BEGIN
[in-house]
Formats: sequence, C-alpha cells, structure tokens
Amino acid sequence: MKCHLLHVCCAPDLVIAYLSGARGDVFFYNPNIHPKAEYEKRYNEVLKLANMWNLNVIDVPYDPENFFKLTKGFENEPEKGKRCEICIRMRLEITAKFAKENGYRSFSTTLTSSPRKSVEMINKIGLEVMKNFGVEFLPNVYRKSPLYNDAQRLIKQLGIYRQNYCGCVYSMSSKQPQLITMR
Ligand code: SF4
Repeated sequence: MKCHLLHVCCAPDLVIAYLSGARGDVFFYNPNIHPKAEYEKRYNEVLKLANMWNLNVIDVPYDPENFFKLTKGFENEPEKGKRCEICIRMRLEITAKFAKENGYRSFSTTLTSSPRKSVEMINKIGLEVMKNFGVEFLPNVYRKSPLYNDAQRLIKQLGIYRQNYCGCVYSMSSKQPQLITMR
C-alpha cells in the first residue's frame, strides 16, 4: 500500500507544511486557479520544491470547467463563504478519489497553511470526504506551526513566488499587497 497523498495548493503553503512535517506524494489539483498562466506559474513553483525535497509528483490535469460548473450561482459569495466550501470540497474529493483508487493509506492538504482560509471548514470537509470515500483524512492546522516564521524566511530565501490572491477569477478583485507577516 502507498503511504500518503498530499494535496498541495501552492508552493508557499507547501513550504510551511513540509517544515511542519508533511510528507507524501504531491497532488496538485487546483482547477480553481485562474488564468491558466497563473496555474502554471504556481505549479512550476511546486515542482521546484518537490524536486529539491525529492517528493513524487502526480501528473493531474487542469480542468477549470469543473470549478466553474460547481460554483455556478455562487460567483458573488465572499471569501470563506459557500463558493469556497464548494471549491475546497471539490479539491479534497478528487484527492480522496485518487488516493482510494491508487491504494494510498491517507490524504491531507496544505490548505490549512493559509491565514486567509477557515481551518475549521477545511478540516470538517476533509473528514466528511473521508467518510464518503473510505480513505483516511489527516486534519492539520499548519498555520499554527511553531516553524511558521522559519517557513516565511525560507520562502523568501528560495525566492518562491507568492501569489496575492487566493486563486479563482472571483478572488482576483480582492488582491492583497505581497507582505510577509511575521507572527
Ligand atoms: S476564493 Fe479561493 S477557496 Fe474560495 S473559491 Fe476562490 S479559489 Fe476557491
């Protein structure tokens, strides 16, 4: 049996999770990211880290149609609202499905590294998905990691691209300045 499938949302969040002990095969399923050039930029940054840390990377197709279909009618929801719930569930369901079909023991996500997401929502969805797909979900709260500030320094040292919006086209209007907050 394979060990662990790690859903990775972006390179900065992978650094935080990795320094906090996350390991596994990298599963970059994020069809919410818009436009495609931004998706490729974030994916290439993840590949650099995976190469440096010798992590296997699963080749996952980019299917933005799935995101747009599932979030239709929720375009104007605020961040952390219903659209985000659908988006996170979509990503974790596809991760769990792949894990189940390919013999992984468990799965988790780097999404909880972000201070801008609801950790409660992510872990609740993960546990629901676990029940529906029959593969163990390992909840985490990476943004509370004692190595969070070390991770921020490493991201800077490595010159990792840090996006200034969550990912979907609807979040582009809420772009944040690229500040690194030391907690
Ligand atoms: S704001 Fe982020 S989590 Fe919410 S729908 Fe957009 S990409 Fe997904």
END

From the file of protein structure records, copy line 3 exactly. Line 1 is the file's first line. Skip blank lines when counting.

Amino acid sequence: MKCHLLHVCCAPDLVIAYLSGARGDVFFYNPNIHPKAEYEKRYNEVLKLANMWNLNVIDVPYDPENFFKLTKGFENEPEKGKRCEICIRMRLEITAKFAKENGYRSFSTTLTSSPRKSVEMINKIGLEVMKNFGVEFLPNVYRKSPLYNDAQRLIKQLGIYRQNYCGCVYSMSSKQPQLITMR